Abstract: In September 2013, civilian contractor Aaron Alexis entered the Washington Navy Yard and murdered twelve people before being fatally shot by police. This incident, together with an incident three months earlier involving Edward Snowden, caused the U.S. government to critically examine their background investigation (BI) process; because both Snowden and Alexis had supposedly slipped through the cracks of their investigations, there must be some flaw in the BI procedure. The U.S. Committee on Oversight and Reform concluded that rules forbidding “background checkers from looking at the Internet or social media when performing checks” was one of the main factors contributing to defective BIs (Report, 2014). Since the report’s release, the Director of National Intelligence has been debating and trialing whether information from the Internet should be used to form a data double for BIs (Kopp, 2014; Rockwell, 2014). Using this conversation as a discussion catalyst, I argue that due to the nature of the data double, if the United States were to adopt the use of social networking sites (SNSs) for security clearance purposes, neglecting to take into account basic principles of SNSs into the process of BIs may lead to misinformation and unfavorable adjudication. Ultimately, being literate about the social practices involved in SNSs and surveillance would benefit not only investigators, but anyone, including academics, looking at individuals in online spaces.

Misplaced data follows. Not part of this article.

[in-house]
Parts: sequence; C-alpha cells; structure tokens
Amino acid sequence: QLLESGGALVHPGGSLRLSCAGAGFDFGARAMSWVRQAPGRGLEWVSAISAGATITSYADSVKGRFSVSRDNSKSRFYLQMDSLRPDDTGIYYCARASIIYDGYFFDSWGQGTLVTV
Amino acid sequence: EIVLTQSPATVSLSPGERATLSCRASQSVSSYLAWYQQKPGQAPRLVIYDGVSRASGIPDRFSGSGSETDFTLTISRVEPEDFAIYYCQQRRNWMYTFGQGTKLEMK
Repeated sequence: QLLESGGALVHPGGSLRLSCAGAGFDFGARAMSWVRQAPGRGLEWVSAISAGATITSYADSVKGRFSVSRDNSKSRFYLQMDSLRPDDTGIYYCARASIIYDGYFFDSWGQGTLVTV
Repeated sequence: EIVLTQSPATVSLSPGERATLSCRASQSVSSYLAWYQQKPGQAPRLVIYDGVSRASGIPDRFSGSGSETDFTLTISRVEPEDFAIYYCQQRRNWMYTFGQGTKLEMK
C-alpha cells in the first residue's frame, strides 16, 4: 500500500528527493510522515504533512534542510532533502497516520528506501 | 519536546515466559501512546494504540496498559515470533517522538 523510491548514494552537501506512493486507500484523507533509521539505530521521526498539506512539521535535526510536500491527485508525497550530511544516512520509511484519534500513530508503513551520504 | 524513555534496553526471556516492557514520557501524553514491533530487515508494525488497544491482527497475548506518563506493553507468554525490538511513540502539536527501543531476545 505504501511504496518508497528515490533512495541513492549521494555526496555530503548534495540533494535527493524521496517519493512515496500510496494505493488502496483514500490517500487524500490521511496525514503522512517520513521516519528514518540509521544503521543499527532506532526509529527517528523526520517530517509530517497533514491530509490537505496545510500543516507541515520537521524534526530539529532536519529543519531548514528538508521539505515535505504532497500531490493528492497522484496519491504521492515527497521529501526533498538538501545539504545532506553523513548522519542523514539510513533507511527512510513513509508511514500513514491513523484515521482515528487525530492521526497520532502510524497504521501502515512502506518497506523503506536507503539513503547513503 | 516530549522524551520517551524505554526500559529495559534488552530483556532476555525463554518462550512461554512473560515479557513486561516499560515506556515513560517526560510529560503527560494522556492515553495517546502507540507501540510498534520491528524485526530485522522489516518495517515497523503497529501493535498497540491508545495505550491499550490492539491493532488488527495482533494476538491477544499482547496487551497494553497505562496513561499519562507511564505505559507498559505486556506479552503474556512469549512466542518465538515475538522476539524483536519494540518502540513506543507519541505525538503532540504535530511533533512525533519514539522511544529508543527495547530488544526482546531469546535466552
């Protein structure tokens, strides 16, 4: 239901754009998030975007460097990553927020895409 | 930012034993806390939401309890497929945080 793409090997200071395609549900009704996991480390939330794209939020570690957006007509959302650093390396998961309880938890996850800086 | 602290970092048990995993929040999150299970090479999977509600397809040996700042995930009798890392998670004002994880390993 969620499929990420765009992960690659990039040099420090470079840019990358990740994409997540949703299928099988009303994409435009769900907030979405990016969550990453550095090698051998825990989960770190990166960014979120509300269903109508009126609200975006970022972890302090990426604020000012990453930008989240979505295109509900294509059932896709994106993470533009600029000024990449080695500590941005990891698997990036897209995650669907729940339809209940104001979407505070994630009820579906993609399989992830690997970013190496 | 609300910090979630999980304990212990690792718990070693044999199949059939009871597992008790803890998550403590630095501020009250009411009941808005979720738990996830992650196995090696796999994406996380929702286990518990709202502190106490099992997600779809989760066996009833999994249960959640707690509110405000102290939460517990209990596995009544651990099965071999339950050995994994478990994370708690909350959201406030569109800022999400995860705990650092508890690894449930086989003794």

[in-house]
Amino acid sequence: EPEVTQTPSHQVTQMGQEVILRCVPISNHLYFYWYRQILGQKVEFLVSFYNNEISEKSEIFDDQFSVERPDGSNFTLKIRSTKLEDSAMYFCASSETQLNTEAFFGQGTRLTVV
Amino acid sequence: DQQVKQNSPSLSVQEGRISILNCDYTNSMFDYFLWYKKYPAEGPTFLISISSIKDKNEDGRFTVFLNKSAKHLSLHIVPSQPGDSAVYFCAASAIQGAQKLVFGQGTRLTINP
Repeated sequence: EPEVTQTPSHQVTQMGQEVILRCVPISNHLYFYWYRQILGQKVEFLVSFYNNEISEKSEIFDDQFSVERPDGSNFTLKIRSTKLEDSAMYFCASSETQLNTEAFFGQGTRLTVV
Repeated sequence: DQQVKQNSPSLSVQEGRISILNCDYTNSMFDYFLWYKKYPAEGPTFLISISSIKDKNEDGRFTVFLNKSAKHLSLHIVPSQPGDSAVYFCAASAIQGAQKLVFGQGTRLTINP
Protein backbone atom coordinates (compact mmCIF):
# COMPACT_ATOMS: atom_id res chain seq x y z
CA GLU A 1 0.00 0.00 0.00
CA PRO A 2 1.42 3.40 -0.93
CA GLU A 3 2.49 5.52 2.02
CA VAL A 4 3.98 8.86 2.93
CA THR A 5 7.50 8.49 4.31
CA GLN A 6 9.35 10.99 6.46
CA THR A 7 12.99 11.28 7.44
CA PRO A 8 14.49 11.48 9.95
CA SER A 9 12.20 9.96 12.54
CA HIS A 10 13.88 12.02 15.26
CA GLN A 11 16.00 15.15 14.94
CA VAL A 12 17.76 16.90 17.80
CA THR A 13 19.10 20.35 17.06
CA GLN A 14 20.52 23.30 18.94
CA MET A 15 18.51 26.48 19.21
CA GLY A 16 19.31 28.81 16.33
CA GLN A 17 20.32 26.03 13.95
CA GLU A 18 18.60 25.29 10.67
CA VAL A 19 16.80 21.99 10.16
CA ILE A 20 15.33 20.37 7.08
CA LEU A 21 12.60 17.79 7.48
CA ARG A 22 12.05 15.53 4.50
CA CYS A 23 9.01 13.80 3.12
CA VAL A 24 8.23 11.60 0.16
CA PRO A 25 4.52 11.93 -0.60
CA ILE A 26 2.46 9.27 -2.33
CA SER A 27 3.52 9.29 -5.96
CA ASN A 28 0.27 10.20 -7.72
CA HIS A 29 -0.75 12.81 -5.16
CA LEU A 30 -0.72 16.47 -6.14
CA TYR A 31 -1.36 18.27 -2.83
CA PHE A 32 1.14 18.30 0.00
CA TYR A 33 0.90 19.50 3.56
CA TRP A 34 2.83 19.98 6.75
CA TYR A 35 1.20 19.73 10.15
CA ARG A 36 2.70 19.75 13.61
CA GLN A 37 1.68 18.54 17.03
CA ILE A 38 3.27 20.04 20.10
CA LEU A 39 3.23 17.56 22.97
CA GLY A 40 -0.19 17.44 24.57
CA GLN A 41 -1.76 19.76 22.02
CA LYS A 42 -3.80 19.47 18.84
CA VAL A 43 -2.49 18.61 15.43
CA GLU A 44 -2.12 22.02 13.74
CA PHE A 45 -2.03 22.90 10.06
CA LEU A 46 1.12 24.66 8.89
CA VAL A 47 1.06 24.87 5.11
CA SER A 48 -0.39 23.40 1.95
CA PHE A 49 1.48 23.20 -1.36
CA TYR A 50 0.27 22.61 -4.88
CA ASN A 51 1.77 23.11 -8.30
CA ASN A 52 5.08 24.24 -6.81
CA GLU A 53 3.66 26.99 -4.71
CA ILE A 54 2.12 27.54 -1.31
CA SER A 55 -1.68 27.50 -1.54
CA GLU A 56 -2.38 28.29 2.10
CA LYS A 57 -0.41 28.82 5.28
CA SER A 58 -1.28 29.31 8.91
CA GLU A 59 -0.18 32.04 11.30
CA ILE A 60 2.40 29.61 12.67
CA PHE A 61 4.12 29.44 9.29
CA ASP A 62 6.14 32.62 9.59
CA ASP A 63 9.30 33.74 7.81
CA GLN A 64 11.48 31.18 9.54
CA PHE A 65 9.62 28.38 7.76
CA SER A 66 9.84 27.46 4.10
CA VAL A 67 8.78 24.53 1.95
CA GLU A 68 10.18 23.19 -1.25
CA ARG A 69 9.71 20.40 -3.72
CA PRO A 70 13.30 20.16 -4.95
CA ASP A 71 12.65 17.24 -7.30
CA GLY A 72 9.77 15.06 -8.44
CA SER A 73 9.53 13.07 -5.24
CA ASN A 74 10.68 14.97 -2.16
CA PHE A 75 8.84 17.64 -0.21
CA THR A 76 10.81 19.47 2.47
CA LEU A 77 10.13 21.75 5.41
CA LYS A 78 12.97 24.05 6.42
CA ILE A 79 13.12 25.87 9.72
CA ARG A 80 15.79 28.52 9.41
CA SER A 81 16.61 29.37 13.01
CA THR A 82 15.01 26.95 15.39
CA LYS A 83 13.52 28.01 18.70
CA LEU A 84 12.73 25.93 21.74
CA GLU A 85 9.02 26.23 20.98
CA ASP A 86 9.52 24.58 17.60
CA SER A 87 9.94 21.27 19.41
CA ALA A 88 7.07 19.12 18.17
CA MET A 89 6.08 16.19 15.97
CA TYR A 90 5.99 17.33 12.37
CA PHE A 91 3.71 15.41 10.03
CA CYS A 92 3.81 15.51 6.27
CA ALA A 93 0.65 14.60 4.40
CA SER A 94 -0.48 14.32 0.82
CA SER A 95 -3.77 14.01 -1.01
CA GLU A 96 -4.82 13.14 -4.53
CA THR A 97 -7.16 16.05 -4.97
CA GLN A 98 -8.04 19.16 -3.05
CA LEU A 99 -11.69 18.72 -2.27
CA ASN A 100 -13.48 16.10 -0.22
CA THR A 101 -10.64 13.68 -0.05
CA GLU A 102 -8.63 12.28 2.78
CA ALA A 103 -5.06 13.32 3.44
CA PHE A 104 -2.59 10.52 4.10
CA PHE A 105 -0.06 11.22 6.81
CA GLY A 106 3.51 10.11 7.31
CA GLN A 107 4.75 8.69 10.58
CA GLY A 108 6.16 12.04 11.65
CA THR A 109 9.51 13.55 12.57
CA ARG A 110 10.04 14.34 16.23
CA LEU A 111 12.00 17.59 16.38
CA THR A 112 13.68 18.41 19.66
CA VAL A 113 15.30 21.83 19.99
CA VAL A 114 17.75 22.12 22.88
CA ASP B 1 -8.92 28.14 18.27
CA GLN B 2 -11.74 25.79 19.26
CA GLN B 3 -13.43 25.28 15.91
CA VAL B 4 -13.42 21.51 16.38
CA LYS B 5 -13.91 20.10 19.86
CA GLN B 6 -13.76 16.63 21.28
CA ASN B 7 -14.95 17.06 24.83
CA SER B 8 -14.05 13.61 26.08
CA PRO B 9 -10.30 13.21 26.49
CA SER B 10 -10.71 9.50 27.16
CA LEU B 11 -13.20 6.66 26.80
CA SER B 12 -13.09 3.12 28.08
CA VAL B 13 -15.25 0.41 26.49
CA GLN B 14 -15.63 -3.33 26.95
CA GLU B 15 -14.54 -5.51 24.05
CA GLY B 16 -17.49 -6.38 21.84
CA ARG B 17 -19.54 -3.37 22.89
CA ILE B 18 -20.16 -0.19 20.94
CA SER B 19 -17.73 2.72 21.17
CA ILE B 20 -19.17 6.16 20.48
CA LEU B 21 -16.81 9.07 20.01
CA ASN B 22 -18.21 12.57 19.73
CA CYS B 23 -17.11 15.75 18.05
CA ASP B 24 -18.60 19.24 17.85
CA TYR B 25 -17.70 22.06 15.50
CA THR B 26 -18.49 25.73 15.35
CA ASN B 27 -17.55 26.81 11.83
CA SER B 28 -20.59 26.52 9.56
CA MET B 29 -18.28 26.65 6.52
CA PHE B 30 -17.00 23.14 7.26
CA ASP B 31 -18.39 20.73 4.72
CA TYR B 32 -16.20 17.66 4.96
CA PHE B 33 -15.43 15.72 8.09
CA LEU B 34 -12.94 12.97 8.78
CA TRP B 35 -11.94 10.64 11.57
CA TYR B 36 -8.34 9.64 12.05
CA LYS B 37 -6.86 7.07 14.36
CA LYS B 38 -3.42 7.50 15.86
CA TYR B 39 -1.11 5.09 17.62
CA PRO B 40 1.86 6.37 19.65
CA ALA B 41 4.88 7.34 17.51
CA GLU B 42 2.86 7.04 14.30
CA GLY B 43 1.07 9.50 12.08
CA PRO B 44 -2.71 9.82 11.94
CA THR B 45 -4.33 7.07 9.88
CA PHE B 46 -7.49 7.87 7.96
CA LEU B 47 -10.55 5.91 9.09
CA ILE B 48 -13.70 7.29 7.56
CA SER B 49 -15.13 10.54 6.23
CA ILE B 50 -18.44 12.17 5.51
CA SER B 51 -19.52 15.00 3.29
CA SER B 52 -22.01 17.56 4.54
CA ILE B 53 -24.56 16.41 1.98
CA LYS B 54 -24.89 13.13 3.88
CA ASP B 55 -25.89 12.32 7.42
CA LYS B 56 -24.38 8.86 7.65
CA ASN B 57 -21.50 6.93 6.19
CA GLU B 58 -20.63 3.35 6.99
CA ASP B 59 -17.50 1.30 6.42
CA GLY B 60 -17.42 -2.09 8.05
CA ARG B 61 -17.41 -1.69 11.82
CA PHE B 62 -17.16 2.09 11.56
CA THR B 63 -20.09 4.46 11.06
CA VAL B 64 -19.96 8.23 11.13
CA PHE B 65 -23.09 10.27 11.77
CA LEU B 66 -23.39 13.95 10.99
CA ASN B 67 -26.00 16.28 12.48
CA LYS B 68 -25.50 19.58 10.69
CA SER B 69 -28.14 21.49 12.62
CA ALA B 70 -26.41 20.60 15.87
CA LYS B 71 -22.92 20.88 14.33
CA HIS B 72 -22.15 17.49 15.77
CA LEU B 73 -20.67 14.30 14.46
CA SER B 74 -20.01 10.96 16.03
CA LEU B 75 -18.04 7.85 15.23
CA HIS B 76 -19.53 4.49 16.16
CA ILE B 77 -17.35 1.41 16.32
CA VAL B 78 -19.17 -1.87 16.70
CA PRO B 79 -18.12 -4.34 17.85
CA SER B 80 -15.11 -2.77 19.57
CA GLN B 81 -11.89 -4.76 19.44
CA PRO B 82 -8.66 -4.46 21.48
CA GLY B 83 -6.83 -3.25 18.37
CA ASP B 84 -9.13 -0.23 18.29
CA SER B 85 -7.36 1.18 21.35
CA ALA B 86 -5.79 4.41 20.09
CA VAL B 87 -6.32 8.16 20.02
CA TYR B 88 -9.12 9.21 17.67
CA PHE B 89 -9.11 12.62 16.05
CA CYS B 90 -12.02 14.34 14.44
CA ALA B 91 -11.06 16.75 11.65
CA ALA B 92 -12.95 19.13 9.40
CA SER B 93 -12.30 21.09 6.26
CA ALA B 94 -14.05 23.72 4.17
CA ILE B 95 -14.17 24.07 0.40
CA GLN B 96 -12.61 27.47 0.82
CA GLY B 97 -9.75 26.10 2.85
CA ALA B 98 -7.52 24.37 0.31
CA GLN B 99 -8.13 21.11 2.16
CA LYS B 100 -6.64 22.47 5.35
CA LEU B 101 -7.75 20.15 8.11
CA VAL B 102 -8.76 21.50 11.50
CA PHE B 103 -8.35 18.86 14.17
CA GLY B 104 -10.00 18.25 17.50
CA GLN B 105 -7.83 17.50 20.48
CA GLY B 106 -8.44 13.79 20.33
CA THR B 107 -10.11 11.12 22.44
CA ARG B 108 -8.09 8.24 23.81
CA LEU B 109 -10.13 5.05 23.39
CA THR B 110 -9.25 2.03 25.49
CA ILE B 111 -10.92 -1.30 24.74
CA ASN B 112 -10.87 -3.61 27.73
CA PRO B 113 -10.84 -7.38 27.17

Keywords: background investigations; data double; literacies; sorting; surveillance